As we have seen, the characteristics of primary lesions, and sometimes, secondary lesions as well, can be used to create, or narrow, differential diagnoses. This chapter focuses on color as a diagnostic determinant. Color is a powerful tool that can be harnessed to create differential diagnoses. Pink, red, brown, and white are the most common colors of primary and secondary lesions that are manifest in the skin. But the skin may house other colors as well, including yellow, orange, purple, maroon, gray, blue, green, and black. In this chapter, comprehensive differential diagnoses will be discussed for each color using the wheel of diagnosis. Additionally, the causes of generalized color changes will be outlined. While tattoo artists may introduce any of these colors into the skin, this chapter will focus only on those color changes that are endogenously produced or acquired through disease states.
It is important to note that the color of skin lesions is influenced by the color of the skin in which they arise.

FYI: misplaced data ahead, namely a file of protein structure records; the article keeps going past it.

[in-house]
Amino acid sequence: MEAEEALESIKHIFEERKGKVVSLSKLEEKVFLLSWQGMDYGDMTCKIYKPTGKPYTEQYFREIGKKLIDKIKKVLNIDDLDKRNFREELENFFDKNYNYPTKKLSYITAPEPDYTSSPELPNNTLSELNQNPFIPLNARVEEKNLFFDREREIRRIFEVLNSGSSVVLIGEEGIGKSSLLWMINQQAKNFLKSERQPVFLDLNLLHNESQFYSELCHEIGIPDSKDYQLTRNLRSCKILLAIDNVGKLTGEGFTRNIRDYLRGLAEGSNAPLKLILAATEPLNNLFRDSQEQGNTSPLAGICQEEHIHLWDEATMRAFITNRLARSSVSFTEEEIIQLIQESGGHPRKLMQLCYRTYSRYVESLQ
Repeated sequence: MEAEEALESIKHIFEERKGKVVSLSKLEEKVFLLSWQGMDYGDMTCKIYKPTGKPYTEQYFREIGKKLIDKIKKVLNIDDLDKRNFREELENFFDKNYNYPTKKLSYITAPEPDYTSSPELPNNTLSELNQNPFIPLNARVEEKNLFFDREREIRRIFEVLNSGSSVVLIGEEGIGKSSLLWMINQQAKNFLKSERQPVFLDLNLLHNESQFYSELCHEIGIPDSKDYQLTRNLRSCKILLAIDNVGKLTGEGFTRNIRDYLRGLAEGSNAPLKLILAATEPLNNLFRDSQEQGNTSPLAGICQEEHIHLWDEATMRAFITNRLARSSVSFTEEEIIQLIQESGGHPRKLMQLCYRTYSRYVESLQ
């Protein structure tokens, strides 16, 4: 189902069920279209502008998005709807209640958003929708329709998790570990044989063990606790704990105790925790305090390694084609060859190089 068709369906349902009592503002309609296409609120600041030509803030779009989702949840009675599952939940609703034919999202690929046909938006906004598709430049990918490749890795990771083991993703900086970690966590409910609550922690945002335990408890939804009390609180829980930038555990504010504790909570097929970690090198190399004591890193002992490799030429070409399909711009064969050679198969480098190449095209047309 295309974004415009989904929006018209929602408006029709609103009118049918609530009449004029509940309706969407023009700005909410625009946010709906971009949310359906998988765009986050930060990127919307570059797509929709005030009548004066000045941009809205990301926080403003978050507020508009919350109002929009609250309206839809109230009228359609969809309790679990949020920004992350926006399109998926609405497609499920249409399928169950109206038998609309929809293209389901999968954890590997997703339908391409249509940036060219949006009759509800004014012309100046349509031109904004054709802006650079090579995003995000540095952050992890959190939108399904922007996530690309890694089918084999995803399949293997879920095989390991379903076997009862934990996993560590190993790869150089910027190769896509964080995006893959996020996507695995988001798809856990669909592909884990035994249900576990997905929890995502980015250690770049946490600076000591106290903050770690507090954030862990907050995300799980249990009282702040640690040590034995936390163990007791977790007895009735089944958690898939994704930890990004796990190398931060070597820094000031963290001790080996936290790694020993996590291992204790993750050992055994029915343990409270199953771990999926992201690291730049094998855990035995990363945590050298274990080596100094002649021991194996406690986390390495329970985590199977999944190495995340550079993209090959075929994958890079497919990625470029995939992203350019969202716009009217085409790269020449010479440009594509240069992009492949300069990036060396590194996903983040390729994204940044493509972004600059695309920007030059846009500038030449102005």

The color of skin lesions may be influenced by the background color of the skin they arise in.
The color of normal skin is determined predominantly by the amounts of eumelanin and phaeomelanin that are present, but oxyhemoglobin, deoxyhemoglobin, and carotenoid concentrations also play a role. In darker skin, pink and red colors may be masked, or they may appear purple or brownish. In very light skin, the purple color of lichen planus and other interface dermatitides may not be appreciable, and these papules and plaques may appear pink.
In darker skin, pink and red colors may be masked. In lighter skin, the color purple may appear pink.
The term erythematous is frequently employed to describe lesions in this category. It is useful to differentiate pink from red, and the quality of the red or pink color may connote a specific disease in some instances. Examples include the deep red appearance of infections, such as furuncles and carbuncles, the (sometimes faint) pink color of urticaria (Figure 4.1A), the cherry-red color of cherry angiomas, and the shiny ruby-red color of superficial basal cell cancers. Psoriatic plaques are often described as having a salmon-pink color (Figure 4.1B); cutaneous candidiasis is described as appearing “beefy-red” (Figure 4.1C), and the bright red erythema of an exanthematous drug eruption is known as “drug-red” (Figure 4.1D).
Examples of pink and red dermatoses: (A) Urticaria, showing the classic pink color of wheals; (B) psoriasis, showing a well-demarcated salmon-pink plaque; (C) cutaneous candidiasis with a “beefy-red” appearance and outlying satellite papules; (D) an exanthematous drug eruption displaying a bright red or “drug-red” color.